Mel is alarmed when the TARDIS materializes without the Doctor at the controls. After leaving her on Earth briefly to take care of unspecified business, he has vanished without a trace, leaving her a holographic message in the TARDIS instructing her to follow his trail to the Klyst Institute, a grim-looking mental hospital. Rather than risk trying to fly the TARDIS herself, Mel enlists the reluctant help of a rough-and-tumble cabbie who helps her as she breaks into the Institute. There, she finds the Doctor – but his mind is gone, and he speaks in almost nonsensical phrases. Mel and her new friend try to escape with the Doctor, but they find that the Institute is no longer on Earth, having transported itself to an asteroid in an instant. The Institute also seems to be bigger inside than out, and other aliens (and humans) have been captured for horrific mind-transfer experiments. Are Time Lords operating in secret on Earth? And if so, are they renegades like the Doctor…or something darker interference in human history going on with the Time Lords’ full knowledge?
Cast: Sylvester McCoy (The Doctor), Bonnie Langford (Mel), Jennie Linden (Professor Klyst), Hugh Hemmings (Johannes Rausch), Gail Clayton (Rigan), Jamie Sandford (Louis), John Aston (Louis #2), Sean Peter Jackson (Shokhra), Toby Longworth (The Cabbie)
Notes: “Lindos” is mentioned here, despite being a term never heard in the original television series. It was a hormone vital to the regeneration process first mentioned in Eric Saward’s novelization of The Twin Dilemma. Jennie Linden’s last appearance in a Doctor Who story was in 1965, when she co-starred as a very different version of Barbara in the Peter Cushing film Doctor Who And The Daleks.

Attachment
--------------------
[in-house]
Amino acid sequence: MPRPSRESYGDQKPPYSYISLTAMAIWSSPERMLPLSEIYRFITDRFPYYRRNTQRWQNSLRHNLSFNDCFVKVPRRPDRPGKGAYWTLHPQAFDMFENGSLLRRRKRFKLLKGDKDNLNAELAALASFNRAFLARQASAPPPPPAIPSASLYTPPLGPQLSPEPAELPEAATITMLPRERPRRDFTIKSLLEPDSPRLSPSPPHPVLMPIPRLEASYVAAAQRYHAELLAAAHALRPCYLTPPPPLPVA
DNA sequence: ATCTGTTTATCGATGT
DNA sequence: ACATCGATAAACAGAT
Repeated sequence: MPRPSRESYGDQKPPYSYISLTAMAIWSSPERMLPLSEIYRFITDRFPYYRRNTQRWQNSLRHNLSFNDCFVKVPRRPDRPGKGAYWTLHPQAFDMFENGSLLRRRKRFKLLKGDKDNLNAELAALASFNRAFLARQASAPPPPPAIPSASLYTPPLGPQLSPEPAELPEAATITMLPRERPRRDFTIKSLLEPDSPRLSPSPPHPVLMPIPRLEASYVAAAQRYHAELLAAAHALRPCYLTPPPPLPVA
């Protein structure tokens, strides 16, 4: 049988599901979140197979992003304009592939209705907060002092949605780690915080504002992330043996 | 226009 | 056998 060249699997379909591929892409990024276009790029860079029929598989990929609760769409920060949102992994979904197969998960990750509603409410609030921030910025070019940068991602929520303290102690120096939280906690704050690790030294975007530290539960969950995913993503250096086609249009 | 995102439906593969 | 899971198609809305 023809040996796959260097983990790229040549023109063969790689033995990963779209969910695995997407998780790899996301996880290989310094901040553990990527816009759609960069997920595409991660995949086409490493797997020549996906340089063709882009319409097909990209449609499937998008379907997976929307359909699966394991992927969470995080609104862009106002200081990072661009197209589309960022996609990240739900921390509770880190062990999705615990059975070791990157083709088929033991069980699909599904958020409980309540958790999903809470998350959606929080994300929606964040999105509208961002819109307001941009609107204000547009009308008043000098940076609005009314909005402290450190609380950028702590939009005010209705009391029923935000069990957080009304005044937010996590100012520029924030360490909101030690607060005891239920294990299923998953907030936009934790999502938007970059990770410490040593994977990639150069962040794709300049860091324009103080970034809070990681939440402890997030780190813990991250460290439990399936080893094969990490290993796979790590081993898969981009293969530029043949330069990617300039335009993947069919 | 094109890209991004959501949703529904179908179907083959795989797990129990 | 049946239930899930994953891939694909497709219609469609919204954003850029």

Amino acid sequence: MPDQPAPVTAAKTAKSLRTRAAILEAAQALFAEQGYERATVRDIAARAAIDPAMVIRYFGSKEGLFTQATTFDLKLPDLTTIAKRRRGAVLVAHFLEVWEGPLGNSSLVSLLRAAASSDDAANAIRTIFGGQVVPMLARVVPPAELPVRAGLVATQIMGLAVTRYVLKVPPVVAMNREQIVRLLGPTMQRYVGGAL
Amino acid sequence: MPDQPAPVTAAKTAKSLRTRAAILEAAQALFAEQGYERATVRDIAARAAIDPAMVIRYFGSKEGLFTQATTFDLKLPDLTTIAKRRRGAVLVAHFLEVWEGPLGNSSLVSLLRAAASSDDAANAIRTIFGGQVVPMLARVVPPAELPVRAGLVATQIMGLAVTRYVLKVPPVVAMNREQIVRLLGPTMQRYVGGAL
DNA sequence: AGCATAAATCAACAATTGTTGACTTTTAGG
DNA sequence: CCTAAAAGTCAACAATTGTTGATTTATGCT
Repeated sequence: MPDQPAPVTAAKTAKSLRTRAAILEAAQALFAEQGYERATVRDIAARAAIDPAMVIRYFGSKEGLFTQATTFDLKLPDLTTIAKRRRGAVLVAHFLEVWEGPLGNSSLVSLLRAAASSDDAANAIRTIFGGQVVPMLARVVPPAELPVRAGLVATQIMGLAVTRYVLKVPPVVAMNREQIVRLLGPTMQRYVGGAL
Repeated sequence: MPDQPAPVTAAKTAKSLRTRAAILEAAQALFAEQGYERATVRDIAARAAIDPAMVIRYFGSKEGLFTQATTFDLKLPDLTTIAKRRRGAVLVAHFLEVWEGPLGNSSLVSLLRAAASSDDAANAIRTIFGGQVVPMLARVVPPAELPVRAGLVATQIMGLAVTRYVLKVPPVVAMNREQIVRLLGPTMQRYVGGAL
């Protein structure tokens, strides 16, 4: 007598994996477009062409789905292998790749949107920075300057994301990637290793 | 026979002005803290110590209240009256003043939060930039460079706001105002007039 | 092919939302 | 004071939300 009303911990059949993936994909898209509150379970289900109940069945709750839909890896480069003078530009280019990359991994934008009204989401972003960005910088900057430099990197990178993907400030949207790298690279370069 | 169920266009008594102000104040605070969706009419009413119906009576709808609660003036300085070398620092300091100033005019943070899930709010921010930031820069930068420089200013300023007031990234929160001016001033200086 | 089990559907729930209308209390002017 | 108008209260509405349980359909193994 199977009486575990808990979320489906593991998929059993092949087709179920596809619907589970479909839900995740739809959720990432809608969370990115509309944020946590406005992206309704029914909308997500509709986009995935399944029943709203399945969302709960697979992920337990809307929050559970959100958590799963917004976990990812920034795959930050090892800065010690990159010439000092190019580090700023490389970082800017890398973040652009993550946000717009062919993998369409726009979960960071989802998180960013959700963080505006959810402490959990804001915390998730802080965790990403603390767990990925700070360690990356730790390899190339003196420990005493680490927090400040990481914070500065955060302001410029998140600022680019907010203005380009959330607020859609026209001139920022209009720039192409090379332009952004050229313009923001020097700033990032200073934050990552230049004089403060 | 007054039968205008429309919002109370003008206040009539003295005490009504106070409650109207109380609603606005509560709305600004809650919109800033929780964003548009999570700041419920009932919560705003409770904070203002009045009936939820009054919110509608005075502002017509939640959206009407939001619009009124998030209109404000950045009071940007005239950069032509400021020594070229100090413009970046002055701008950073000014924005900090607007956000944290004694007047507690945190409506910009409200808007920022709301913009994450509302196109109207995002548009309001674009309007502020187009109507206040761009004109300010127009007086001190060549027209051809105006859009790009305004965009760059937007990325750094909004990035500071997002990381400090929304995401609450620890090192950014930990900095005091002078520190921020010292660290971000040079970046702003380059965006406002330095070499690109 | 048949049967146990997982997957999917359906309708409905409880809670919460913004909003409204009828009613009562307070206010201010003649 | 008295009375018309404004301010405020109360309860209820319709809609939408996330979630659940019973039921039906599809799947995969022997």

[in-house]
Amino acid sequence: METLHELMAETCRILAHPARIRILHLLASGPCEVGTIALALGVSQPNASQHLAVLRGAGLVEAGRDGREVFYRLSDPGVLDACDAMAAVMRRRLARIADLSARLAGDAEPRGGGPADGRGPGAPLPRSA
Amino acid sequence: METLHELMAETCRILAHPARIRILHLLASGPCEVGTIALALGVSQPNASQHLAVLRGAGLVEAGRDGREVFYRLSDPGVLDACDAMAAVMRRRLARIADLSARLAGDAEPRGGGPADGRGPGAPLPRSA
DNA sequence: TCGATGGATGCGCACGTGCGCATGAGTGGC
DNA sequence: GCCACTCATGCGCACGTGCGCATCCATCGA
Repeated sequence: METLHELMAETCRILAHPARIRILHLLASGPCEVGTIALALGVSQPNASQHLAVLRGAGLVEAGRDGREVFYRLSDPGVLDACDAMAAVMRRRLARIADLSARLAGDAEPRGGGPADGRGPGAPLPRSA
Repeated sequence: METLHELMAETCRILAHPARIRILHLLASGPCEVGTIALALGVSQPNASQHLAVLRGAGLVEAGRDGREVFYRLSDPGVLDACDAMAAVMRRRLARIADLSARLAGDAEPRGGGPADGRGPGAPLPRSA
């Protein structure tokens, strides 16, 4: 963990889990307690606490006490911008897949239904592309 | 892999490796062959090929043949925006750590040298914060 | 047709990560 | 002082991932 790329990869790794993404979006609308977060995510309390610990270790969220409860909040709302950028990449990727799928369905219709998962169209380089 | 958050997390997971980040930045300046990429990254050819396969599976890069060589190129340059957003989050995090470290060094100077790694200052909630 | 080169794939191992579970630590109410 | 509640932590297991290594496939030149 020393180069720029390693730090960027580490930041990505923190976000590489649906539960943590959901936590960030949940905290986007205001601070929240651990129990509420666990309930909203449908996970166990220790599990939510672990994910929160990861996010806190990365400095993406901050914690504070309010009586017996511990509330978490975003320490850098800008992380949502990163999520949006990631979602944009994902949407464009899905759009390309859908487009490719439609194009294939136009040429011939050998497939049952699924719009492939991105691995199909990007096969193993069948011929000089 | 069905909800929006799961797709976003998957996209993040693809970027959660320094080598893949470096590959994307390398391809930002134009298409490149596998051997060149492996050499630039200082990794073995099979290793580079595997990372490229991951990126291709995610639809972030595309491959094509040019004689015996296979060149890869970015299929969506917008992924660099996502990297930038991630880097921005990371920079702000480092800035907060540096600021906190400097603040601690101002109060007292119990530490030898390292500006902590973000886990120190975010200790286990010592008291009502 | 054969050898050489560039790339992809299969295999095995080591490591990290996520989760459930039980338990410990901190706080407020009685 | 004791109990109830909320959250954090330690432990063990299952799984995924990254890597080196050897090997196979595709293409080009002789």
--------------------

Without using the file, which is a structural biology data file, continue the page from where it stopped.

LogBook entry & review by Earl Green
Review: An interestingly offbeat tale from former New Adventures scribe David McIntee, Unregenerate! seems at first to be an opportunity for Sylvester McCoy to further explore a completely-unhinged way of playing the Doctor that was first heard in The Shadow Of The Scourge, but here, it’s ramped up to maximum. McCoy does it well, though the first episode (and to a lesser degree, the second) meanders so much that it almost seems difficult to follow. It really isn’t – the story just takes its sweet time getting to the meat and potatoes.
The meat and potatoes, by the way, are a very rare animal: a full-on Time Lord story with the seventh Doctor. Big Finish has done it before (sort of) with The Sirens Of Time, but the creative personnel behind McCoy’s era on television decided, after the season-long Trial Of A Time Lord and the increasingly twisted series of Gallifrey stories that preceded it, that enough had been done (and perhaps enough damage had been done) with the Gallifrey mythos. This is a slightly different take on that mythos, and if McCoy’s tenure had lasted long enough on TV to ease back into Time Lord stories, this is probably not too far from the form they would’ve taken.
With the Doctor firmly in “mad” mode for much of the first two parts of the story, Bonnie Langford propels the story as Mel, and though she does it well, it’s a bit of relief when the Doctor is back to his old new self, whether it’s in flashbacks or when he finally regains his marbles. Definitely an interesting, fun little story of a kind that Big Finish hasn’t done before.